After studying piano and organ 1938-43 with Lucien Jolicoeur at the Collège de Montréal, he studied 1944-7 under Alfred La Liberté (piano) and Séverin Moisse (harmony, counterpoint). He continued his studies 1947-54 at the Brussels Royal Cons with Marcel Maas (piano), André Souris (harmony), Jean Absil (counterpoint), Maurice Raskin (chamber music), and René Defossey (conducting), obtaining diplomas in these subjects. He then decided to concentrate on conducting and attended the classes of Willem van Otterloo in Hilversum, Holland, and those of Paul van Kempen at the Accademia Chigiana of Siena.
Beaudry made his debut as a conductor in 1955 on the CBC radio program 'Petit Concert'. He went on to conduct numerous concerts by the Quebec Symphony Orchestra, the MSO, the TSO, and the NACO, as well as the CBC Symphony Orchestra and the Orchestre métropolitain of Montreal. His visit to the USSR in 1957, at the invitation of the Soviet ministry of cultural affairs, was the first by a North American conductor and, as in a return visit in 1959, included appearances with several orchestras, including the Moscow SO and the Leningrad Philharmonic. He frequently conducted concerts in Europe, including some by the Czech Philharmonic Orchestra (Prague Spring Festival 1961) and others in Poland, Norway, Greece, Belgium, Switzerland, Italy, and Holland. When the MSO visited the USSR in 1962, performing for the first time abroad, Zubin Mehta and Beaudry shared the conducting duties. Beaudry conducted the orchestra in four of its Soviet appearances, as well as in one of its two concerts in Paris. He was also the first Canadian to conduct at the Paris Opera, giving a total of more than 150 performances in that theatre between 1967 and 1972, including Aida, Carmen, Don Carlos, Lucia di Lammermoor, and Tosca. Following his debut in Lucia di Lammermoor, Bernard Gavoty (Clarendon) wrote in Le Figaro (Paris, 15 Nov 1967): 'Now there's a conductor indeed! It's not a common breed. This one has bearing and presence, fine craftsmanship, dash, subtlety when required and a sense of choral balance, and he's a painstaking accompanist of soloists. I found the same Beaudry in the operatic field that I had known and enjoyed in the symphonic: poised, a perfect musician, able to command the esteem and respect of those he conducts - in short, I repeat, a conductor'.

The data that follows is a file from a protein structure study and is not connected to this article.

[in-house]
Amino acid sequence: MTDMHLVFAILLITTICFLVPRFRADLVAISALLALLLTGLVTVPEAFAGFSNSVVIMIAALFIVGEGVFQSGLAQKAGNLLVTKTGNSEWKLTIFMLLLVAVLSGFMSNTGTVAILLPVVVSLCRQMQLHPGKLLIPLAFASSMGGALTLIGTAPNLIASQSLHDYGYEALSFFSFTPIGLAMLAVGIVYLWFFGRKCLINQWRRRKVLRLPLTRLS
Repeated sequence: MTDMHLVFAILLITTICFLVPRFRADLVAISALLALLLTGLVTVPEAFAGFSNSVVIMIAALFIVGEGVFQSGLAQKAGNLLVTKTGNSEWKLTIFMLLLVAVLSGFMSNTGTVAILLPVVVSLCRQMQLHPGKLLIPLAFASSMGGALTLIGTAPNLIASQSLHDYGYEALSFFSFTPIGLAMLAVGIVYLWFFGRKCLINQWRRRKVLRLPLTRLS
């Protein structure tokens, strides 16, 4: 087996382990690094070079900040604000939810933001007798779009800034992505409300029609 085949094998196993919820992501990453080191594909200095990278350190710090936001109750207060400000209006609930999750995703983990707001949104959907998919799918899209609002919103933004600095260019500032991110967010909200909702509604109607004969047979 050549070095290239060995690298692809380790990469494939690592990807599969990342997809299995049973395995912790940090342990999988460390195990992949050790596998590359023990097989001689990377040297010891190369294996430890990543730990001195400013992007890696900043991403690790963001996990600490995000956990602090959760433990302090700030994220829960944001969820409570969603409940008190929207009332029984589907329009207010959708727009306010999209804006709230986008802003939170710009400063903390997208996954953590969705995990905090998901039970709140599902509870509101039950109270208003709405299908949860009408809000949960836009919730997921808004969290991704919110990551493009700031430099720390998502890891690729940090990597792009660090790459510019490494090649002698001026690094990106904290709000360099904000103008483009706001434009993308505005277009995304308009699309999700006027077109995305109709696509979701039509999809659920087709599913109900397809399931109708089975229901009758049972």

Beaudry was guest conductor at the inauguration of the new opera house in Warsaw in 1969. Though he resided for a number of years in Paris, he returned frequently to Canada; he conducted, among other works, Verdi's La Traviata and Aida on the CBC in 1971 and Puccini's La Bohème in a production by the Opéra du Québec at the PDA and the Grand Théâtre in Quebec City in 1975. He also conducted performances given by Margot Fonteyn and Rudolph Nureyev in New York and Washington in 1974 and 1975. With the Stuttgart Opera Ballet he performed in 1973 and 1975 in New York, Washington, Philadelphia, Stuttgart, and elsewhere. Beginning in 1962, he was a guest conductor with the opera houses of Mulhouse, Lyons, Strasbourg, Nice, Toulouse, and Lille.
Beaudry conducted several works by Canadian composers, including François Morel's Esquisse (USSR 1960), Roger Matton's Mouvement symphonique No. 1 (Montreal Festivals 1961, Athens 1961, Paris 1966, Brussels 1967, Quebec City and Thetford Mines 1973), Pierre Mercure's Kaléidoscope (USSR 1957, Canada 1958, Guatemala 1959), and, Jean Vallerand's Cordes en mouvement (Paris 1972) and Le Diable dans le beffroi (Poland and Czechoslovakia 1960, Norway and Canada 1961, USSR 1962, France 1962 and 1972). He premiered some 10 works by the French composer André Casanova, including the opera Le Bonheur dans le crime, at the Théâtre du Capitole in Toulouse in 1973, a work that received the grand prix de la Création lyrique in France. The St-Jean-Baptiste Society awarded Beaudry the 1960 Prix de musique Calixa-Lavallée.